People’s Stuff, Part 2
There is only one way to counter a vacation dip, and that is to book a new vacation. It was even recommended in a newspaper article I read the other week, which meant I didn’t feel the slightest bit decadent looking up hotels and Airbnbs in Barcelona a week after coming back home from Iceland. In fact, it felt the sensible thing to do… After all, I was simply following the newspaper’s advice, and it never hurts to look, does it. Okay: so I know I have to pay particular attention to price and location, but I always seem to pay a great deal of attention to all the things featured in the photos, too. If a house is packed full of stuff, I swipe on by immediately…
When we traveled around Iceland this summer, we spent a few days in a wooden hut that was bursting at the proverbial seams with stuff. My other half was already looking doubtful as soon as he had found the key (which lay in its wonderfully typically-Icelandic hiding place: next to the front door) and opened the door. This was clearly a place that was inhabited by someone. Many ‘someones’ in fact. That was evident everywhere you looked: books, family photos, lots of ‘mom-is-the-best-but-in-Icelandic’ drawings hanging in the kitchen, games, more games, rugs, craft projects, shelves filled with knickknacks, windowsills full of little fripperies. I hadn’t spotted any of these things when I had studiously inspected the Airbnb photos six months earlier. That night, I thought about what I would do if this was my house, and I came to the conclusion that I would throw at least three-quarters of the stuff out.
It’s odd that I would prefer a more minimalist house, as that personal touch is what makes Airbnb so nice. I once read a newspaper article about the beauty of home exchange and Airbnb, in which a man explained that he found it so special to be able to step into someone’s life. To read a school schedule on a fridge door in Berlin. Or to page through a photo album of a family in New York. Or inspect the flyer for a course of some sorts that’s pinned to a board in the hallway. But I don’t wish to take a shower amid the (used) toiletries of strangers. My boys found a closet in the loft which had some obscure toys that kept them happily entertained for ages, making this the nicest house we stayed in on our Icelandic trip (as far as they were concerned, that is), but I saw nothing but dust bunnies and dirty cups. And then I looked at the family photos once again and pondered on who the coats that were hanging on the rack in the hallway belonged to.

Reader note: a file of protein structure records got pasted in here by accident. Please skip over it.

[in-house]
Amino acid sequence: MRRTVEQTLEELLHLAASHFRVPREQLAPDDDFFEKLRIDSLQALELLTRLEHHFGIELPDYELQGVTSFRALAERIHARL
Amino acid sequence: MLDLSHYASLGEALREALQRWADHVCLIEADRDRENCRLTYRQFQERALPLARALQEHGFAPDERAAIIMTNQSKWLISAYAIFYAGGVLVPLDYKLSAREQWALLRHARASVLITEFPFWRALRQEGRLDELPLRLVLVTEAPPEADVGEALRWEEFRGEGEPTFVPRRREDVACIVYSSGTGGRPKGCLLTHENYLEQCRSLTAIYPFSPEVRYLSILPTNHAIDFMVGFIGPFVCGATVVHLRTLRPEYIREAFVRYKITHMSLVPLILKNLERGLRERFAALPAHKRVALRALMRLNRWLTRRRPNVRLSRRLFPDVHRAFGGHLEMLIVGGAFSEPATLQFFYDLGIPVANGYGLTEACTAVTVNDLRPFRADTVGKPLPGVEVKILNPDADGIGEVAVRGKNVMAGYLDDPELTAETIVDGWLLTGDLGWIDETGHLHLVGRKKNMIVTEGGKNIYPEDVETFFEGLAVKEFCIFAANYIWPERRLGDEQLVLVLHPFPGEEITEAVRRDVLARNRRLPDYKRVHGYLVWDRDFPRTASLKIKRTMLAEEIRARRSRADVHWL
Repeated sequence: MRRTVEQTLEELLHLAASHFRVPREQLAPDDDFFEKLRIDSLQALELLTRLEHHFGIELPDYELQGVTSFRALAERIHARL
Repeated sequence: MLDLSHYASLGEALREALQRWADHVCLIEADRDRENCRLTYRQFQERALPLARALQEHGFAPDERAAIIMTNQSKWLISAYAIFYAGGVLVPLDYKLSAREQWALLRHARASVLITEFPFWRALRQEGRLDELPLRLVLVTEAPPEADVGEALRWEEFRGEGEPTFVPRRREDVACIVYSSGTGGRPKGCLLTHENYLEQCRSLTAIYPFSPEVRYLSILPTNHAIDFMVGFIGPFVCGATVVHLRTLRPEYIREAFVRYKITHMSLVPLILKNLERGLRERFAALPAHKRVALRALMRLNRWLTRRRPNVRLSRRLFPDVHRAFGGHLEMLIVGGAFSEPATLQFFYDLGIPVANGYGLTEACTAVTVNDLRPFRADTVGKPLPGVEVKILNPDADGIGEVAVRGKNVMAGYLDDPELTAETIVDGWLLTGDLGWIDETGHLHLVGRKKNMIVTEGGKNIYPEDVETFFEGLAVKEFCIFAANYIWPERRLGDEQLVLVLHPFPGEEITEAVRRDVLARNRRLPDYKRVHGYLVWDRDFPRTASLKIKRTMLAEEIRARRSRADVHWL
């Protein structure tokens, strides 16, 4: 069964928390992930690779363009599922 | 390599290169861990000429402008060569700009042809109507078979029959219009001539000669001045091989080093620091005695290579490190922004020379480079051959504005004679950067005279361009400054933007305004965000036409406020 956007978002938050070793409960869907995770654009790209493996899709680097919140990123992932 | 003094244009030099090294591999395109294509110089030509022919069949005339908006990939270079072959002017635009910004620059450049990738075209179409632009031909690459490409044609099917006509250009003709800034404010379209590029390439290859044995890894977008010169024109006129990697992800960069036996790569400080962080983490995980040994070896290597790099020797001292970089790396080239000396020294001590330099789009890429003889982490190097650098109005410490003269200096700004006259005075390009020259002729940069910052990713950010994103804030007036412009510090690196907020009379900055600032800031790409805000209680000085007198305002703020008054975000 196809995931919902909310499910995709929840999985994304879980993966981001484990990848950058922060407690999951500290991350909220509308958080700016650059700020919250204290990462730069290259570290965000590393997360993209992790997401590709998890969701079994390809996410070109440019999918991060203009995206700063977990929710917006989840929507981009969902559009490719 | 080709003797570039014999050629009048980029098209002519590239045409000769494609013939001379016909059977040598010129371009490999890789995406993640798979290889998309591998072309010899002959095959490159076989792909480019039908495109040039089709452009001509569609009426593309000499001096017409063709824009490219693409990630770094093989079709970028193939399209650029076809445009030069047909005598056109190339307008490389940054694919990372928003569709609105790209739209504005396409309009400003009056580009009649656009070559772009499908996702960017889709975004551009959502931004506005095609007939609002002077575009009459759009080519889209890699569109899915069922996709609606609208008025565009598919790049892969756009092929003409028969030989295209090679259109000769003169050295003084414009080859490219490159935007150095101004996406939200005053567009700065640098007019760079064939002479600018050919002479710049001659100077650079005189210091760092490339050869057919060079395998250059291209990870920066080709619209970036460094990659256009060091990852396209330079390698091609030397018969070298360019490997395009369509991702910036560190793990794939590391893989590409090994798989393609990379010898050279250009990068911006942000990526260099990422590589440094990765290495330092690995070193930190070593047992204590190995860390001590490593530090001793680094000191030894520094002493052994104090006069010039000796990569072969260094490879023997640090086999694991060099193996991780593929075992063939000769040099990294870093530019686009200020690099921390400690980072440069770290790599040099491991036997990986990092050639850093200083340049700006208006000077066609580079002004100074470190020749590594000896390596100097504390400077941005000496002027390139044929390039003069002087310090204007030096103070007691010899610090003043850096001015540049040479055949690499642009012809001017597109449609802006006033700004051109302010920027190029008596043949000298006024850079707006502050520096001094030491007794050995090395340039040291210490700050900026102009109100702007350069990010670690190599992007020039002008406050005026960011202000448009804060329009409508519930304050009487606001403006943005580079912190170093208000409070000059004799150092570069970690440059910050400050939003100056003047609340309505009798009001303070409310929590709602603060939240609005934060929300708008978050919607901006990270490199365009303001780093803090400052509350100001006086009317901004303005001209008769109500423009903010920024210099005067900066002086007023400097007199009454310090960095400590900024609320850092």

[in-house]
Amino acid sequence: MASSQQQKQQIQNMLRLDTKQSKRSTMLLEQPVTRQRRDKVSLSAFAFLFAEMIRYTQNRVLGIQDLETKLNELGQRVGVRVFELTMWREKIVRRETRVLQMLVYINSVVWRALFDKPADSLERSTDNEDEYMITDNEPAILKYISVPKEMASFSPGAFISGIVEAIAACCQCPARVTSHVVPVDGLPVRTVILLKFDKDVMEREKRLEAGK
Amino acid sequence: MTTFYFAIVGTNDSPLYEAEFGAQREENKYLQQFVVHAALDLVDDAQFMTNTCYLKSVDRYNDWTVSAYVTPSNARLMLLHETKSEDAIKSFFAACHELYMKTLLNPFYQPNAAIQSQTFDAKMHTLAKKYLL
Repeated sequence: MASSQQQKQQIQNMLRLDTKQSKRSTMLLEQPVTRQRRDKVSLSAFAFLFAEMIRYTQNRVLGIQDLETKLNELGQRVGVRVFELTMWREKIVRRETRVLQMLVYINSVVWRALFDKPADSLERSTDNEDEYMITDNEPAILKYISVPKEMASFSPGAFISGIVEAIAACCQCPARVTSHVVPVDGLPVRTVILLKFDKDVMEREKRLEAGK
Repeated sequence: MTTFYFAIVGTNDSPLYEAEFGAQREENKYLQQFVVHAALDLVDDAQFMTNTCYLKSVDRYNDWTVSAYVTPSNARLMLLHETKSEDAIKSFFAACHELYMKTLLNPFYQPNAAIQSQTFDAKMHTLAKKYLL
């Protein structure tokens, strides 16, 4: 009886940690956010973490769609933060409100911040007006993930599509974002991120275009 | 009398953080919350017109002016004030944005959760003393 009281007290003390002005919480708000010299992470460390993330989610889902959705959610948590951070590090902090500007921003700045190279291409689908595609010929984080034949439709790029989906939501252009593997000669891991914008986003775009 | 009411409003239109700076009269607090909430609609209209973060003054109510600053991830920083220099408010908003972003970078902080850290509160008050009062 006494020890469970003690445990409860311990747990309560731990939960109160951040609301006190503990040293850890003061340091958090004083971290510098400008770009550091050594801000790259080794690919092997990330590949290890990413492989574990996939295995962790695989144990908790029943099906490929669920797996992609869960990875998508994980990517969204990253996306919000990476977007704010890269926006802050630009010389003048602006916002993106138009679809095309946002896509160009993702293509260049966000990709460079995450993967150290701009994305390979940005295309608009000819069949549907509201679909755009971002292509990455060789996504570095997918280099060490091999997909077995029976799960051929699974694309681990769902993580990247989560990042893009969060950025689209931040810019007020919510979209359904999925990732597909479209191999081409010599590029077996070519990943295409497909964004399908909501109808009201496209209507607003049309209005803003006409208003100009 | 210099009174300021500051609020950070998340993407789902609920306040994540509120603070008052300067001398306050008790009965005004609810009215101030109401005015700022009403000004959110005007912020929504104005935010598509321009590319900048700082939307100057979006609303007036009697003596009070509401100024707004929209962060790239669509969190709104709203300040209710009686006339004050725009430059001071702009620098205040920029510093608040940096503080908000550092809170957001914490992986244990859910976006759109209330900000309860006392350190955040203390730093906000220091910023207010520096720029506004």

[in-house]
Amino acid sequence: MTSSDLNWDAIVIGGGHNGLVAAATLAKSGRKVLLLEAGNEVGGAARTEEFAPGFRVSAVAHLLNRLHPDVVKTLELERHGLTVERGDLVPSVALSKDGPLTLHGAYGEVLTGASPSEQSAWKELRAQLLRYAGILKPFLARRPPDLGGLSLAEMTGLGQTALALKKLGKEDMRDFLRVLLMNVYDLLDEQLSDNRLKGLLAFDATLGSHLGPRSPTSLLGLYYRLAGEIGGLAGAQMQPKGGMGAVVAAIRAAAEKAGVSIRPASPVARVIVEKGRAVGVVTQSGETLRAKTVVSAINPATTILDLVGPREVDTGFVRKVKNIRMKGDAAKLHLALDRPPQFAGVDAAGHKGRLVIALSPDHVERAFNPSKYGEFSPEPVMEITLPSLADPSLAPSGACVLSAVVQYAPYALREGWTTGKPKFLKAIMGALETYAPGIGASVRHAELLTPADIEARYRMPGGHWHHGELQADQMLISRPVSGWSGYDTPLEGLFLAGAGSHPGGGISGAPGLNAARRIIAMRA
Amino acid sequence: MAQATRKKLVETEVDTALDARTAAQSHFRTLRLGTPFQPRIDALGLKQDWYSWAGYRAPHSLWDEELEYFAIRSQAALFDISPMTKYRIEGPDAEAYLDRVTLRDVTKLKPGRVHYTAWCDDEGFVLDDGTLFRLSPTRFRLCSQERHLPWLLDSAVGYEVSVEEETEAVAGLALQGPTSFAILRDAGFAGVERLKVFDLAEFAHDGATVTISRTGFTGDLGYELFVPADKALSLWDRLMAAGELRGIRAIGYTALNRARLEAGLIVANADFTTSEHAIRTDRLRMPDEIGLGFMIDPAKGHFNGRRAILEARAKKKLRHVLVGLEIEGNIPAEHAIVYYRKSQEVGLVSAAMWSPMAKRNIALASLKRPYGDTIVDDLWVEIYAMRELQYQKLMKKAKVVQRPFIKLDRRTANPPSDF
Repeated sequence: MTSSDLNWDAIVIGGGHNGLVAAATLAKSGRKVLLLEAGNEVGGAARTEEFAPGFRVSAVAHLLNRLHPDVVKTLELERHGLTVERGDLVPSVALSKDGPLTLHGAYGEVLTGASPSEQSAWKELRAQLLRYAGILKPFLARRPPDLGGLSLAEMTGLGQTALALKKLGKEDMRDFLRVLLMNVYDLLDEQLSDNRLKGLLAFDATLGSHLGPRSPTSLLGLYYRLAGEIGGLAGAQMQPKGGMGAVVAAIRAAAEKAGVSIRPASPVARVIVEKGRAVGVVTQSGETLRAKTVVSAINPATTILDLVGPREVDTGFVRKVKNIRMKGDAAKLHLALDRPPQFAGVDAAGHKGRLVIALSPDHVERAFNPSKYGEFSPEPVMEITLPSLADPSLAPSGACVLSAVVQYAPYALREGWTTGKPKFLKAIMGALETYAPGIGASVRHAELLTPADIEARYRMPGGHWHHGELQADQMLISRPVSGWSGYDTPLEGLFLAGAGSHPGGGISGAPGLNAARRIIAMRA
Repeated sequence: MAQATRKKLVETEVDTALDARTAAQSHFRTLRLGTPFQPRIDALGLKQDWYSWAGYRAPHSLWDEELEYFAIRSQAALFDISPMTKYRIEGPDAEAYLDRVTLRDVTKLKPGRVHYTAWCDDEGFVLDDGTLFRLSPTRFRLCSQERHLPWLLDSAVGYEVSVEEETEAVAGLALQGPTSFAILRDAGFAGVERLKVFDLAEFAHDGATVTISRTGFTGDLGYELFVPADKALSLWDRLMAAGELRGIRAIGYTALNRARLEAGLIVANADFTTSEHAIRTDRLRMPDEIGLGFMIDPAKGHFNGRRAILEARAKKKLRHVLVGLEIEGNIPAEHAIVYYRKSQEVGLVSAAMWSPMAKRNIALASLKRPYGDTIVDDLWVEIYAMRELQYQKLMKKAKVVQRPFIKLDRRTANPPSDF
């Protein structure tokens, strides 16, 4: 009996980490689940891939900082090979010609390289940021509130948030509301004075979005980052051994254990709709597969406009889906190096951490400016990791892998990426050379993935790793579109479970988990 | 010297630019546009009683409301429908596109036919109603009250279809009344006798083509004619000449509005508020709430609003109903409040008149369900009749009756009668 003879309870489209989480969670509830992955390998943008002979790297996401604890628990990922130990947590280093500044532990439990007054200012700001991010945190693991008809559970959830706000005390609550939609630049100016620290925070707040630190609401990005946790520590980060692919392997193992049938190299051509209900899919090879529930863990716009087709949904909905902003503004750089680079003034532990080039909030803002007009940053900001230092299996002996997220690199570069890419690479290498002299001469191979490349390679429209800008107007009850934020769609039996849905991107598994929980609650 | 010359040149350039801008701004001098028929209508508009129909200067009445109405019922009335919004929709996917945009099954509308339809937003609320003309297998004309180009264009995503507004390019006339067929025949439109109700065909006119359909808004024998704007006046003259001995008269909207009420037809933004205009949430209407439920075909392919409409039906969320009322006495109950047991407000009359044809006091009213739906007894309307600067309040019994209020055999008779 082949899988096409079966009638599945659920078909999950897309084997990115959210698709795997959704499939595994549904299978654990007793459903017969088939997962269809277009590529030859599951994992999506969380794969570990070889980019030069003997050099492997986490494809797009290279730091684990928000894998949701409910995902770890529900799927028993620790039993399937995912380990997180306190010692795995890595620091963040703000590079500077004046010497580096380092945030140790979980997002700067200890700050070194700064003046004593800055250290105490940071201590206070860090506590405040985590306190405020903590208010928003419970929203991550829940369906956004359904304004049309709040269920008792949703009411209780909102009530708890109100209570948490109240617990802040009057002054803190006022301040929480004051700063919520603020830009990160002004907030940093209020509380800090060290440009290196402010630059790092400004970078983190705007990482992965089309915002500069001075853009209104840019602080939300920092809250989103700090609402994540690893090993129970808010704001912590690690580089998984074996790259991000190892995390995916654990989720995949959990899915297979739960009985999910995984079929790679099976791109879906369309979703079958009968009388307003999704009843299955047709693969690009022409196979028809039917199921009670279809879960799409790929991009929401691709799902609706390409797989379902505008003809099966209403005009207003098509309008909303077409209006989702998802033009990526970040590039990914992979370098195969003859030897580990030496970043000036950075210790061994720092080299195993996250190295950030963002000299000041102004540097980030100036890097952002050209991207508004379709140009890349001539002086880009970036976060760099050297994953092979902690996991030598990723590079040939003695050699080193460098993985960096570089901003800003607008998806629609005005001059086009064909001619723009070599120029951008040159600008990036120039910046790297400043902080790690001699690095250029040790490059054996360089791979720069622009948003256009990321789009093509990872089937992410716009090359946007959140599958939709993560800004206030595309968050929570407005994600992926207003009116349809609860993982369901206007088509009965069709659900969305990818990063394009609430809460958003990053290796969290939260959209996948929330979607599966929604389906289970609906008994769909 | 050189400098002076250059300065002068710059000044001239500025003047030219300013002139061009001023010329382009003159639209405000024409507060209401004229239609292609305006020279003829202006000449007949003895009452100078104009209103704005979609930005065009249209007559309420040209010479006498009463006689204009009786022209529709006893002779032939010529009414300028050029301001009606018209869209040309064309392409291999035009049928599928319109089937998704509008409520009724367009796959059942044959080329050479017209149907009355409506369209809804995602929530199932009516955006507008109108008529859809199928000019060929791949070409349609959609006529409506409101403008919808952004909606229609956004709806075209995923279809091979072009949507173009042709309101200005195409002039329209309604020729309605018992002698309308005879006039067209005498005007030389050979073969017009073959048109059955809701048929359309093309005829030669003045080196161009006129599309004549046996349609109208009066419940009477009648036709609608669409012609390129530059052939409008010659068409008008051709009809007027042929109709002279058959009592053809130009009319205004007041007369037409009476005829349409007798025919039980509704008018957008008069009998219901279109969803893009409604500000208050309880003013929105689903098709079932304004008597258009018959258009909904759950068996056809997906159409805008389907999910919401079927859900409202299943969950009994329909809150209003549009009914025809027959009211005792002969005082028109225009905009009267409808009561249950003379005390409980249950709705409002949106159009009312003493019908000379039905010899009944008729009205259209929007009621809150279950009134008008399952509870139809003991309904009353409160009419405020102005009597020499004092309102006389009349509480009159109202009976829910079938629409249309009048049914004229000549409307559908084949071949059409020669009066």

The guest book had an instant photo pasted in it that had been placed there by a group of French people. Two of them were wearing Icelandic sweaters, which they had found in the chest of drawers, they wrote. They had been cold and thanked the owners for the ‘loan’. It certainly seemed weird to me, having an unknown Frenchman wear my sweater, but I believe the owner was okay with this scenario. She had e-mailed us three times to let us know that we could really use everything in the house, even food from the pantry.
Yup. Using other people’s stuff is always a little complicated. But we were very careful doing so; we fixed the squeaky roller blinds, tidied everything away when we were leaving, left a new bag of rice and bottle of ketchup in the pantry, and put the key back in its special hiding place. And we sighed with relief. Off to the hostel with its nice empty, anonymous rooms…
Astrid, together with Irene, is the founder of Flow Magazine. She lives with her partner and two children. Each Tuesday, she writes about the sense—and nonsense—of decluttering.
“Week 45 – People’s Stuff, Part 2”